From hair stylists and nail technicians to massage therapists and aestheticians, salon personnel tend to be young, creative, hard working, stylish and opinionated. While this creates a fantastic and fun salon environment, it can be difficult for a salon manager to handle all the different personalities and all the needs of the salon staff.
Whether you are an independent contractor, an owner, or a salon professional, you need to have a vision that lights you up – something that calls to you and yanks you out of bed in the morning.
To inspire by example is not only to lead by example but to ensure that salon staff see the connection between behaviors and positive outcomes. This could be as simple as showing staff how much more they could earn over time if they become more proactive in upselling retail products and add-on services or take less time off. Calculating how much more stylists with a high retention rate earn than their counterparts can sell salon staff on the merits of pre-booking clients or improving the client experience.
Better Safe Than Sorry
Beauty and body treatments can hide a minefield of potentially damaging problems to the unsuspecting client, and at the end of the day it’s the Therapist’s responsibility to protect the client by ensuring the treatment booked is suitable for them. Training in Beauty Therapy/Massage does not often cover a significant amount of contraindications and conditions that can significantly affect the service. I am sure you will find Salon Compass Contraindications App to be a great help and companion to various conditions that may come up during consultation, as well as the treatment itself.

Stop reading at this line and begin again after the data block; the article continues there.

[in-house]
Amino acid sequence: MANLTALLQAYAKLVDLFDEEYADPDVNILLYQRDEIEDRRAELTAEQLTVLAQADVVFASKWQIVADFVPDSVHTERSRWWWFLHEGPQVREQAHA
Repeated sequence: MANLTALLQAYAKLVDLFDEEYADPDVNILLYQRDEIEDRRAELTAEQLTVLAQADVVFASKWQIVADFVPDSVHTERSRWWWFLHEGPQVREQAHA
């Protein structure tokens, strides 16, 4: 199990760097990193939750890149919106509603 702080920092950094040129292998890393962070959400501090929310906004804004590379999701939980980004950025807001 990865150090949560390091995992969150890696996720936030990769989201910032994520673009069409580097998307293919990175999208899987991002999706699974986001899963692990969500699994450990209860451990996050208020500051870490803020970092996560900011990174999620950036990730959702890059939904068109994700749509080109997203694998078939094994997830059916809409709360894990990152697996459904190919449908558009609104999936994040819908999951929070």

To Create A Salon Culture Of Initiative, You Need To Be An Inspiring Figure.
To begin to build a strong salon/spa team, get your team working for the mission and not just the paycheck. You should have a clear vision of what your business is striving to achieve. Your vision should be written in a concise statement reflecting your values and goals. If you already have a mission statement, consider recreating it as a team effort.
Salons can be hotbeds of interpersonal relationships. When you have a lot of attractive, creative people with similar interests in one place, you’re going to have dating, friendships, and frenemies. As a salon manager, you need to stay above the fray. Be friends with your staff, but don’t get too involved. If you’re seen as partial to certain employees you may lose the respect of others. Consider creating fun opportunities for the staff as a whole to spend time together.
Regular meetings will be a must to communicate your expectations of your team. Use meetings to teach your team methods to support new salon/spa systems, provide feedback on their progress and motivate them towards your common business goals.
Fearing that meetings will turn into complaint sessions, owners often avoid them entirely. Yet not having regular meetings is missing a valuable opportunity for growth in your business. Productive, supportive meetings will feed that growth and become an exciting venue to share ideas, inspiration and support for the team.
These tips aren’t only useful in addressing salon staff management challenges. Since each can directly impact employee buy-in and performance, they can also help when it comes to other challenges salon owners face, including attracting salon clients and improving retention rates.
How do you create a salon culture that is both rewarding for your team and customers?
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